East Barre man pleads guilty, faces possibility of deportation
BARRE — An East Barre man has admitted to repeatedly raping a female relative and could be deported because of it.
Reco A. Jones, 52, pleaded guilty Friday in Washington County criminal court in Barre to sexually assaulting a child under 16.
He agreed to a sentence of 12 years to life in prison, but Judge Thomas Zonay ordered a presentence investigation be completed by the Department of Corrections before formal sentencing.
By pleading guilty, Jones admitted to repeatedly sexually assaulting a female relative over a period of seven years.
He had originally been charged with aggravated repeated sexual assault against a child, which carries a minimum sentence of 25 years, but that charge was amended as part of the plea agreement.
Jones may never serve his sentence as he is a native of Barbados and not a U.S. citizen. Court paperwork submitted by Thomas McCarthy of United States Citizenship and Immigration Services says that any person applying to become a citizen of the U.S. who is convicted of sexual abuse on a minor is considered an aggravated felon and subject to deportation.
An official at Immigration and Customs Enforcement said the agency is aware of the Jones case and would review it. Since Jones is the holder of a so-called “green card,” which grants an immigrant permanent resident status in the U.S. provided the holder doesn’t commit any actions that would make him or her removable under immigration law, a federal immigration judge from the Department of Justice would have to strip Jones of his right to be in the country before he could be deported.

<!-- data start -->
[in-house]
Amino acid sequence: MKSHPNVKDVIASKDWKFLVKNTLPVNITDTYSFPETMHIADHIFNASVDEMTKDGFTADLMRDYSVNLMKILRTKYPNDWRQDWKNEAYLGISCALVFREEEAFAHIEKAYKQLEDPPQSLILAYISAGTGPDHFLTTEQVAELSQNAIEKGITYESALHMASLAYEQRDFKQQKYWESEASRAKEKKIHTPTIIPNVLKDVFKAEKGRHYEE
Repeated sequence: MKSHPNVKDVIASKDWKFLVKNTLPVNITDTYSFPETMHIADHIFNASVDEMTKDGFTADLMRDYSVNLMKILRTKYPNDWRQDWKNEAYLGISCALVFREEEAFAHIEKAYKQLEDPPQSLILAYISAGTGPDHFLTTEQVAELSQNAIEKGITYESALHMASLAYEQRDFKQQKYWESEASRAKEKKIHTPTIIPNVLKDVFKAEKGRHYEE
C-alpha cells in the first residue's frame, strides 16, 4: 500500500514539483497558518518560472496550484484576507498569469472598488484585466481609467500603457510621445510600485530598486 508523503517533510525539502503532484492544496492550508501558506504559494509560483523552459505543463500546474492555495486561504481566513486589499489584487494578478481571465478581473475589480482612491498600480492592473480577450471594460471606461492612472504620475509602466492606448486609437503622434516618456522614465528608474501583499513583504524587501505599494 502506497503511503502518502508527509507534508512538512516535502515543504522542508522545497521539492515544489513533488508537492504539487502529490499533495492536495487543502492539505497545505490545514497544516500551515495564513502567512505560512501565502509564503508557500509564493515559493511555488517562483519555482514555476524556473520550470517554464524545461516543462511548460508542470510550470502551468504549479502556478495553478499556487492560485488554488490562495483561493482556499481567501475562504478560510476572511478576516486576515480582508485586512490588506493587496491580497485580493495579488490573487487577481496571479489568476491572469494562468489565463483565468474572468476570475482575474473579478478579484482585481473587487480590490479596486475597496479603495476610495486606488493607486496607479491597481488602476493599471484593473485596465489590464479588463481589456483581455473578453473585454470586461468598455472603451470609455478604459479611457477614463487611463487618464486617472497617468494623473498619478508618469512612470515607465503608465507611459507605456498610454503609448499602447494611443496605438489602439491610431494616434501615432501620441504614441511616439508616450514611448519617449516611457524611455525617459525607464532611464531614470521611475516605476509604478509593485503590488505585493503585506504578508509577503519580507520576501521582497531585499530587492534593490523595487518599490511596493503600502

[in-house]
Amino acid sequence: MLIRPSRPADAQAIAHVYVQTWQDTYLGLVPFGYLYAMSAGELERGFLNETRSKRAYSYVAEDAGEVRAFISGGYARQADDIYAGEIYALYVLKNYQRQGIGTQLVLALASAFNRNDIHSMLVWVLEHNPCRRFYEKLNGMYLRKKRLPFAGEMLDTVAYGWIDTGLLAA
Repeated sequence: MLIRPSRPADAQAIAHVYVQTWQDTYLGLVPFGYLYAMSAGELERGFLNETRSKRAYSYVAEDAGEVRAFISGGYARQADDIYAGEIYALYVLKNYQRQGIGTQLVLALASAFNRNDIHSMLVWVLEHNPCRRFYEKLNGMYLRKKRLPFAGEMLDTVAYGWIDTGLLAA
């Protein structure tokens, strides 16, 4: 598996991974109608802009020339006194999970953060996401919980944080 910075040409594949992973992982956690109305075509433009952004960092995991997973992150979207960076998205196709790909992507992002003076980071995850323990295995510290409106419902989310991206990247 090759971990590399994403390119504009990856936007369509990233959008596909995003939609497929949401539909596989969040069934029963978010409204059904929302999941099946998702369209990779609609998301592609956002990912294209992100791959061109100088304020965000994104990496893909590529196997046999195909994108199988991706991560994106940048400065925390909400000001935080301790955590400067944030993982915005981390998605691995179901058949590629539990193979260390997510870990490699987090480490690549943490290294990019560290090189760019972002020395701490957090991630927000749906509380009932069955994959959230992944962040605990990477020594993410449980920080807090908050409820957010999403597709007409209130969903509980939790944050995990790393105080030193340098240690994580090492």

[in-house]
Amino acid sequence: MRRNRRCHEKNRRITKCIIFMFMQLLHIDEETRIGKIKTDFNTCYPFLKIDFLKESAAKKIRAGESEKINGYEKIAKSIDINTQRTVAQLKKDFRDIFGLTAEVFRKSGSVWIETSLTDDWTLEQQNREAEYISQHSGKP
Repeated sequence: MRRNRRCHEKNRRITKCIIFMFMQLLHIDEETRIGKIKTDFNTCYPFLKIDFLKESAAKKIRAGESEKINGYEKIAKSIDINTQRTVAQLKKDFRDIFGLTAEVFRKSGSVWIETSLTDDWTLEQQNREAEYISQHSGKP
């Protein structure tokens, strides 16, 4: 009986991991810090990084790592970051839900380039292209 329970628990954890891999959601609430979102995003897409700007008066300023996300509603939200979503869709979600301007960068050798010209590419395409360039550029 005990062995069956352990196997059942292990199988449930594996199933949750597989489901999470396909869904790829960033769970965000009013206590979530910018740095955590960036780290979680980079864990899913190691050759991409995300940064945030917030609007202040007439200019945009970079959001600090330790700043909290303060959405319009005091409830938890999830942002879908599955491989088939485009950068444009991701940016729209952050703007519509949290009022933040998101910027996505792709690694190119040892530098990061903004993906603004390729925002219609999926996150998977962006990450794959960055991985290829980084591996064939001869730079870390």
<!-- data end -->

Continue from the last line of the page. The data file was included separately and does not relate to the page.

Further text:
Jones also pleaded guilty to two counts of violating his conditions of release. Jones admitted he was communicating with the victim’s mother by sending letters asking to get the girl out of the country if a trial were to take place to keep her from testifying. Jones was barred from having contact with the victim or her mother.
In the letters, portions of which were read in court in November, Jones mentions the girl’s “refusal to testify” and tells the girl’s mother that his attorney, Maggie Vincent, has advised him not to take the case to trial, but “(Vincent) doesn’t know that there is an agreement or understanding.”
According to Deputy State’s Attorney Megan Campbell in November, her office had received 46 letters written to the victim’s mother and CDs of more than 250 phone calls between Jones and the mother.
As part of Jones’ plea agreement, four charges of violating conditions of release were dropped.
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